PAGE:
The first is an ethnographic book manuscript based on her doctoral research. It investigates activism at the intersection of public health, biomedical, and arts sectors. In particular, it highlights burgeoning relationships between social justice, health, and creative forms of violence in contemporary South Africa.
In it, she analyzes how performance practices are used by artists and their audiences to challenge normative ideologies, which pervade historical and contemporary South African HIV/AIDS policy. She argues that such ideologies constitute a socially harmful form of state power that actively discourages imaginative engagement with diversity in human experience.
To explore this assertion, Jessica develops a theoretical framework that attends specifically to global and national processes undermining people’s imaginative capacities through social, structural, and political means.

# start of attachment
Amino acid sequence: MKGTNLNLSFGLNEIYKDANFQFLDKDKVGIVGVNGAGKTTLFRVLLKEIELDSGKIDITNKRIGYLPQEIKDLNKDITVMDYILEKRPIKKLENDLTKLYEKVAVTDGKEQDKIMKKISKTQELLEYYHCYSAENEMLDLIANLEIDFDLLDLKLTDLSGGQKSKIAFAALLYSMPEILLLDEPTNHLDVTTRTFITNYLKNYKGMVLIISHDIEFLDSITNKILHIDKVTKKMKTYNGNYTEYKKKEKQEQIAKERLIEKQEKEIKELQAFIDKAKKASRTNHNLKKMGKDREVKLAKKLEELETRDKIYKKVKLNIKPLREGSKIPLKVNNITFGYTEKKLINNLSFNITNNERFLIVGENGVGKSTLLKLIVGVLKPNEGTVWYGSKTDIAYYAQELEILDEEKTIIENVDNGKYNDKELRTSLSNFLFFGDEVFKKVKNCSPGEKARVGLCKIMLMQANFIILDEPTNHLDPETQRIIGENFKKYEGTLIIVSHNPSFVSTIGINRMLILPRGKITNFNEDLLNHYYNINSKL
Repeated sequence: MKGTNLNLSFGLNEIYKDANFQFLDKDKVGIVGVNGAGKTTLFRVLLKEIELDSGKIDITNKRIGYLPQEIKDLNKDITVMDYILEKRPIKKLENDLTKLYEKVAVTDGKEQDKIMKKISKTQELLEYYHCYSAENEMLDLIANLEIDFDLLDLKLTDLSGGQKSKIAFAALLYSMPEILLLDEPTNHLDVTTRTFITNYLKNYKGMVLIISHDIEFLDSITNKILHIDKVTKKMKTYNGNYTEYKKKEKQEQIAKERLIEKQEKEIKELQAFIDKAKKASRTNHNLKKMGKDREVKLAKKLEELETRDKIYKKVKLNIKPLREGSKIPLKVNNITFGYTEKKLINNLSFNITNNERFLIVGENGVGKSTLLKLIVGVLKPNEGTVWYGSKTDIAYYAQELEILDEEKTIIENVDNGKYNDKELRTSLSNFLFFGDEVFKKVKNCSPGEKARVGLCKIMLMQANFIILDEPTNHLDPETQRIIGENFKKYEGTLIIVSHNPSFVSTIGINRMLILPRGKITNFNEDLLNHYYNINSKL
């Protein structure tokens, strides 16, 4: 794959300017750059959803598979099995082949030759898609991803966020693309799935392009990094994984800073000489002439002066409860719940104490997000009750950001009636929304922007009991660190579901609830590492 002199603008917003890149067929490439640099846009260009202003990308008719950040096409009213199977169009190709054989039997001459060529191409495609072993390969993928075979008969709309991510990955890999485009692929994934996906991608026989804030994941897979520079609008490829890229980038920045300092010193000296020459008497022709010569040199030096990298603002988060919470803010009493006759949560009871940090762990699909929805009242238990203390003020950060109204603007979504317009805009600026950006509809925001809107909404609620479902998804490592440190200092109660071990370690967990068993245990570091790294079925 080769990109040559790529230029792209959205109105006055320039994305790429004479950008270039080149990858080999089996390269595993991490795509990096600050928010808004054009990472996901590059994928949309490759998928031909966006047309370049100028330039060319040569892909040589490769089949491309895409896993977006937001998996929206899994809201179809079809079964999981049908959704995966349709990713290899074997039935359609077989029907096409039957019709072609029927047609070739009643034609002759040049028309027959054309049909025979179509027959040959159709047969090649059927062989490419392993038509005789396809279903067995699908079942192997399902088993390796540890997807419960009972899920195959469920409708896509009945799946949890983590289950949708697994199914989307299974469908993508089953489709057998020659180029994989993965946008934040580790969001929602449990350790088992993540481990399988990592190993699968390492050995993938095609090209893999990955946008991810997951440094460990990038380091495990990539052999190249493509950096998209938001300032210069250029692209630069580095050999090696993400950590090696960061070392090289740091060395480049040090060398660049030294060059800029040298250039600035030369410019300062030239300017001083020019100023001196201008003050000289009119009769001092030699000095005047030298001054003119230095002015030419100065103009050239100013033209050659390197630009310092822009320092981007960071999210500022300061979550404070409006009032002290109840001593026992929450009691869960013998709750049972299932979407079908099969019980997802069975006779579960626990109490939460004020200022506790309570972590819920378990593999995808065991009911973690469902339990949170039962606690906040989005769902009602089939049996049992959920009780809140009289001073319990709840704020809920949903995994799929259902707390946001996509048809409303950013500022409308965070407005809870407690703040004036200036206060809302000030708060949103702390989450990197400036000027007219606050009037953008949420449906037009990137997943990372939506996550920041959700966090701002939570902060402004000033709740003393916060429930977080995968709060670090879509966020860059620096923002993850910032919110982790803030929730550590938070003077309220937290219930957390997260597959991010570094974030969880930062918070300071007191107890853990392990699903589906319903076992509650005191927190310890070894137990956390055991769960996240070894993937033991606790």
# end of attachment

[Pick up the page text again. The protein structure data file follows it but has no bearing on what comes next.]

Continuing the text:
Speaking to emerging debates around cultural production, she illustrates how artists use performance as a form of health activism to bolster audience members’ reflective, imaginative, and empathic capacities within national disruptions in social justice. A book prospectus has been completed for this project.